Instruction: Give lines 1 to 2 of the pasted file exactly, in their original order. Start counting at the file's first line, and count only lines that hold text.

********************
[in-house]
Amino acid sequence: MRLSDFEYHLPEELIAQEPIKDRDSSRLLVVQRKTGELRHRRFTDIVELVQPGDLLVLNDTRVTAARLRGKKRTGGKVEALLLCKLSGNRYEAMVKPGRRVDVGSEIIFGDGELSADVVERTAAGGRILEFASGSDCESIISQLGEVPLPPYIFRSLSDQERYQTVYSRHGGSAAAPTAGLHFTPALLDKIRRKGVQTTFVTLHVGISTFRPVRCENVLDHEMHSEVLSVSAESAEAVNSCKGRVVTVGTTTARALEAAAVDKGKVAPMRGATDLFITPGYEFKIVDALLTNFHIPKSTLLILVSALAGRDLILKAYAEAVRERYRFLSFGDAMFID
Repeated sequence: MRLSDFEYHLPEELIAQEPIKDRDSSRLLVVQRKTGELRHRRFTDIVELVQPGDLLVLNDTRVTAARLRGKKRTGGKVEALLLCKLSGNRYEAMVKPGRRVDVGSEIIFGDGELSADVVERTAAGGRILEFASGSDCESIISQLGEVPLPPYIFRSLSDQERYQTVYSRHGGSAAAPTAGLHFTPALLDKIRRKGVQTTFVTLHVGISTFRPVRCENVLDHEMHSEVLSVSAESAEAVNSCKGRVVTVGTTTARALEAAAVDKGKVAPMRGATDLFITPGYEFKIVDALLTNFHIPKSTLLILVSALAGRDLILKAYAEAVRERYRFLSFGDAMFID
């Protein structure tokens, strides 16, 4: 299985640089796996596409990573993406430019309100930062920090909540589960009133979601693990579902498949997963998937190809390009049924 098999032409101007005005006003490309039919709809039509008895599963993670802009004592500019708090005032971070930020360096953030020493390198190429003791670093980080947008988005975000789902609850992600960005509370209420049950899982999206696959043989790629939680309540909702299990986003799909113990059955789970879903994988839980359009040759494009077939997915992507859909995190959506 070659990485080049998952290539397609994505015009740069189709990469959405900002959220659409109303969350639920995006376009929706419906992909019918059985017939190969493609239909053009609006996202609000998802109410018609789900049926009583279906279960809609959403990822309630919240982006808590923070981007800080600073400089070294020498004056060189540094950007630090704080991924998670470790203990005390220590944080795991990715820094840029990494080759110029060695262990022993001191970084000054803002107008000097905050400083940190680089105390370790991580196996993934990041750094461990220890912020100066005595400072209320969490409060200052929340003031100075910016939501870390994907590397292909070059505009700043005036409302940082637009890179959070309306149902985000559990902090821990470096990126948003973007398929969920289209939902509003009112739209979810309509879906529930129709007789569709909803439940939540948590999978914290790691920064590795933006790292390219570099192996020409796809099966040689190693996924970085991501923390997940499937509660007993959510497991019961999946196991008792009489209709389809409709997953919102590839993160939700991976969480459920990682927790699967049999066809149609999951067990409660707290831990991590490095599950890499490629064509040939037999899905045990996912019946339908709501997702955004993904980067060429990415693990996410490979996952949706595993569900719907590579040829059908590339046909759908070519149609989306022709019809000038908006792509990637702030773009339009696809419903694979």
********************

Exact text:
[in-house]
Amino acid sequence: MRLSDFEYHLPEELIAQEPIKDRDSSRLLVVQRKTGELRHRRFTDIVELVQPGDLLVLNDTRVTAARLRGKKRTGGKVEALLLCKLSGNRYEAMVKPGRRVDVGSEIIFGDGELSADVVERTAAGGRILEFASGSDCESIISQLGEVPLPPYIFRSLSDQERYQTVYSRHGGSAAAPTAGLHFTPALLDKIRRKGVQTTFVTLHVGISTFRPVRCENVLDHEMHSEVLSVSAESAEAVNSCKGRVVTVGTTTARALEAAAVDKGKVAPMRGATDLFITPGYEFKIVDALLTNFHIPKSTLLILVSALAGRDLILKAYAEAVRERYRFLSFGDAMFID